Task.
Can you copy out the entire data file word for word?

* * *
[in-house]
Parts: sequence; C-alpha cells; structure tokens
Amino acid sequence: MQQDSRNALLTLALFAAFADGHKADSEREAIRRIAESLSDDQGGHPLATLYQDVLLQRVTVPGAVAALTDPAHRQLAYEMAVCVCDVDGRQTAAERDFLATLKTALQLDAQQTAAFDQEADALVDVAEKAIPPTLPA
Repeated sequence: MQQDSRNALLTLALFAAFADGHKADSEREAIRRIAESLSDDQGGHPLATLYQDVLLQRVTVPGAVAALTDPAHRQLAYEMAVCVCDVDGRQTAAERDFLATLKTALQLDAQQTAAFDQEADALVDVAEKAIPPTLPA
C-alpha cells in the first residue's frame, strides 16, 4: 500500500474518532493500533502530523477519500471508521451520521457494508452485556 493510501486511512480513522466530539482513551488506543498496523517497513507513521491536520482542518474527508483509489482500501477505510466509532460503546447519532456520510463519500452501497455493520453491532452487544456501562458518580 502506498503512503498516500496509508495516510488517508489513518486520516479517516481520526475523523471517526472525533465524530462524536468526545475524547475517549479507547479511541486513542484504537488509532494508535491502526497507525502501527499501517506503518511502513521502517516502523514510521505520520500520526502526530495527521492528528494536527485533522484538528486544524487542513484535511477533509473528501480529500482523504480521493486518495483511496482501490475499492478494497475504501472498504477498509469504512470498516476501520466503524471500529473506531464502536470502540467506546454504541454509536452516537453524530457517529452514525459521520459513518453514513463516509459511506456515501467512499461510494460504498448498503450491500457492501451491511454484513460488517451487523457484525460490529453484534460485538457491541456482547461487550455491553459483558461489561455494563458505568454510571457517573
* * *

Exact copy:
[in-house]
Parts: sequence; C-alpha cells; structure tokens
Amino acid sequence: MQQDSRNALLTLALFAAFADGHKADSEREAIRRIAESLSDDQGGHPLATLYQDVLLQRVTVPGAVAALTDPAHRQLAYEMAVCVCDVDGRQTAAERDFLATLKTALQLDAQQTAAFDQEADALVDVAEKAIPPTLPA
Repeated sequence: MQQDSRNALLTLALFAAFADGHKADSEREAIRRIAESLSDDQGGHPLATLYQDVLLQRVTVPGAVAALTDPAHRQLAYEMAVCVCDVDGRQTAAERDFLATLKTALQLDAQQTAAFDQEADALVDVAEKAIPPTLPA
C-alpha cells in the first residue's frame, strides 16, 4: 500500500474518532493500533502530523477519500471508521451520521457494508452485556 493510501486511512480513522466530539482513551488506543498496523517497513507513521491536520482542518474527508483509489482500501477505510466509532460503546447519532456520510463519500452501497455493520453491532452487544456501562458518580 502506498503512503498516500496509508495516510488517508489513518486520516479517516481520526475523523471517526472525533465524530462524536468526545475524547475517549479507547479511541486513542484504537488509532494508535491502526497507525502501527499501517506503518511502513521502517516502523514510521505520520500520526502526530495527521492528528494536527485533522484538528486544524487542513484535511477533509473528501480529500482523504480521493486518495483511496482501490475499492478494497475504501472498504477498509469504512470498516476501520466503524471500529473506531464502536470502540467506546454504541454509536452516537453524530457517529452514525459521520459513518453514513463516509459511506456515501467512499461510494460504498448498503450491500457492501451491511454484513460488517451487523457484525460490529453484534460485538457491541456482547461487550455491553459483558461489561455494563458505568454510571457517573